Cognitive impairment was a big and horrible component of that illness (Epstein Barr Virus) for me. I could not read or use a computer, could not exercise, or even make a competent dinner or conversation. But I eventually was able to sit at my work table and play with my watercolors. It felt like I was able to accomplish at least something small some days.

The image of a spiral kept appearing to me, and I imagined spiraling out of that dark place back into the world. I made several small watercolor and pen paintings and eventually the larger piece above.

My climb out of that limited place was very slow and difficult, and certainly it didn't look dramatic to anyone else. It took longer than I had imagined. Even when I had more energy and abilities, I often experienced some of the cognitive impairment. 

The eventual result was a shift into a world of Art. I opened a gallery and studio, worked hard and happily on my art and on teaching art, and reached a place of huge fulfillment and satisfaction.

More importantly, I understood so many things about the difficulties of life for so many others. I learned about compassion. I learned about being less judgmental. I learned some important lessons. I'm grateful for all of it.

Did my art practice "cure" me? Who knows? If you are feeling lost, maybe it can help you find some small piece of yourself.

Monday, March 25, 2019

After Sundown

I'm working on a new Daily Practice habit. This has always been so rewarding and I need it now. I'm in Florida for another lovely week, and I'm bursting with creative ideas, so here goes. Many thanks to Jeannie, new friend and donator of the lovely batik stash.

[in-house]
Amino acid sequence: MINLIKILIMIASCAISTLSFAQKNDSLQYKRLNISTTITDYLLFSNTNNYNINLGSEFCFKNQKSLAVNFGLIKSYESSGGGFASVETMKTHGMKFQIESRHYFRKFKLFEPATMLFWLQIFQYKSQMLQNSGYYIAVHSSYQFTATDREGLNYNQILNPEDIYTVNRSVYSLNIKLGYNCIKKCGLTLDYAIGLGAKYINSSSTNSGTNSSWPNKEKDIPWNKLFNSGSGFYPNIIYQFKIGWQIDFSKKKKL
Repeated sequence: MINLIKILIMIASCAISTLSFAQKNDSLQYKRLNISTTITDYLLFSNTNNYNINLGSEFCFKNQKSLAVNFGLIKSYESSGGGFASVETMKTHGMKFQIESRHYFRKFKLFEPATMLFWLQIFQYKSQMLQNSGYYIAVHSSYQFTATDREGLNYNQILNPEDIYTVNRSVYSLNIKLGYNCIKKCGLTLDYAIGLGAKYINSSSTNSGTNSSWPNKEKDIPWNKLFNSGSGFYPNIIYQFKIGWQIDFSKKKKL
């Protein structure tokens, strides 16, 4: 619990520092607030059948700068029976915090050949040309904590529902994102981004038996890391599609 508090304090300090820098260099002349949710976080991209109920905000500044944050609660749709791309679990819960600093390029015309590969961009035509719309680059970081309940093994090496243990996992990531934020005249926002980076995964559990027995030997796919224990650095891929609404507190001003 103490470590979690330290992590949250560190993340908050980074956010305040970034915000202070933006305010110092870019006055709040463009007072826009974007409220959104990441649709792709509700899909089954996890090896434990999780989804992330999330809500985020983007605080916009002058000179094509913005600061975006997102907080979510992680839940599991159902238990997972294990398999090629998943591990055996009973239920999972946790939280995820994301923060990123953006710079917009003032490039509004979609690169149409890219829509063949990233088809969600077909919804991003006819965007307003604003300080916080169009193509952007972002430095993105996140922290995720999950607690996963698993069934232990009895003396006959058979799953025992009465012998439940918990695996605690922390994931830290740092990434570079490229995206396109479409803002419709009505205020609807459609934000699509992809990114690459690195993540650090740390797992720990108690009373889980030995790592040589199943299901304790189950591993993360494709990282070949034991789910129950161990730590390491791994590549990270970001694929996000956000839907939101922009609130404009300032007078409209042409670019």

My greatly cropped photo looking west on my street at that 
peachy-pink sky, with street lights.
My little sketch of the scene on the left; my beginning composition on the right. I'm trying out my newly-learned Improvisational Piecing technique, from Pat Pauly's workshop.
Pretty much done with the piecing, awaiting its machine quilting. 

Saturday, March 23, 2019

Learn Something New!

I recently took a one day workshop with Pat Pauly on "Improvisational Piecing", along with members of the Tampa Bay Surface Design Guild. I have never taken a class on quilting techniques - I learned a lot!
 It began with Pat's directions on whacking fabric apart and putting it back together. Above is my start with my limited fabric supply.
 Part of the "skinny line" lecture.
One of my experiments in progress.
Another with a little botanical contact print.

I'll be putting all of this to good use!

Friday, December 7, 2018

Sparkling at Sparkle Village

Last weekend, I had a booth at our town's annual holiday craft, cutely called "Sparkle Village Craft Show." It was my first year as a vendor and it was loads of fun! And loads of work. I made dozens of new botanical print scarves, along with some other goodies. That stretch of hard and satisfying work got me into a good place - very excited and energized by what I do. Lots of learning and experimenting. And with a head full of what I want to do next, after a period of questioning what I do. I'm over that, at least for now. More work usually seems to fix those problems.
A basket full of pillows
A rack full of scarves
A table full of prints, cards, journals, and scarves

My favorite botanical print ever! Horse chestnut and smokebush leaves with cochineal and logwood dyes on a silk pillow cover.

Thursday, November 1, 2018

What Does Tannin Do?

I've been eco printing on all kinds of fabrics and papers for awhile now. And the more I learn, the more I realize that using mordants can make a huge difference in the results, especially when printing on cotton, linen, and other cellulose fibers.

To that end, I'm doing experiments of my own to see what I can learn. And I want to share them with you.
Set 1 - Six fabrics, three plants species
Iron blanket on left sample, made with paper towels.

All the bundles after simmering for 2 hours.
Two printed samples
I made 3 sets of fabric samples. After drying everything, I'll lay them out and compare my treatments. Stay tuned!